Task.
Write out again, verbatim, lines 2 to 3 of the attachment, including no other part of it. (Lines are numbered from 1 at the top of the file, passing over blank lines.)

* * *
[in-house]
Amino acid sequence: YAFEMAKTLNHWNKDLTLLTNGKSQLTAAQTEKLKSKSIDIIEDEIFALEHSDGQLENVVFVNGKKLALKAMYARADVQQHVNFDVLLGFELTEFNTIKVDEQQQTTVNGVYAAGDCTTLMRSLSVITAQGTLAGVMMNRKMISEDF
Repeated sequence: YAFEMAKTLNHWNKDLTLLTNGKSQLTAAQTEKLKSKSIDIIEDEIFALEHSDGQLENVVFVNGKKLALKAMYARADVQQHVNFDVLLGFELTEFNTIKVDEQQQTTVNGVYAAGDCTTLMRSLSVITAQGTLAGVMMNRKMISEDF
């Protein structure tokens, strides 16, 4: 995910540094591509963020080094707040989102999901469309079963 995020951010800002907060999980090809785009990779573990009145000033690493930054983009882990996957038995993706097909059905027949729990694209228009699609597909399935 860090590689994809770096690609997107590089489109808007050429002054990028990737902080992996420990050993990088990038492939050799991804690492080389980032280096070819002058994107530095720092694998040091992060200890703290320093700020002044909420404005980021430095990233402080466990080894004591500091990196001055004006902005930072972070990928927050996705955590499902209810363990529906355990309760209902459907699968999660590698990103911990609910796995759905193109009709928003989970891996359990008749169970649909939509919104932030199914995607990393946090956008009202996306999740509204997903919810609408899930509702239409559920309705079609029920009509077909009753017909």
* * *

Amino acid sequence: YAFEMAKTLNHWNKDLTLLTNGKSQLTAAQTEKLKSKSIDIIEDEIFALEHSDGQLENVVFVNGKKLALKAMYARADVQQHVNFDVLLGFELTEFNTIKVDEQQQTTVNGVYAAGDCTTLMRSLSVITAQGTLAGVMMNRKMISEDF
Repeated sequence: YAFEMAKTLNHWNKDLTLLTNGKSQLTAAQTEKLKSKSIDIIEDEIFALEHSDGQLENVVFVNGKKLALKAMYARADVQQHVNFDVLLGFELTEFNTIKVDEQQQTTVNGVYAAGDCTTLMRSLSVITAQGTLAGVMMNRKMISEDF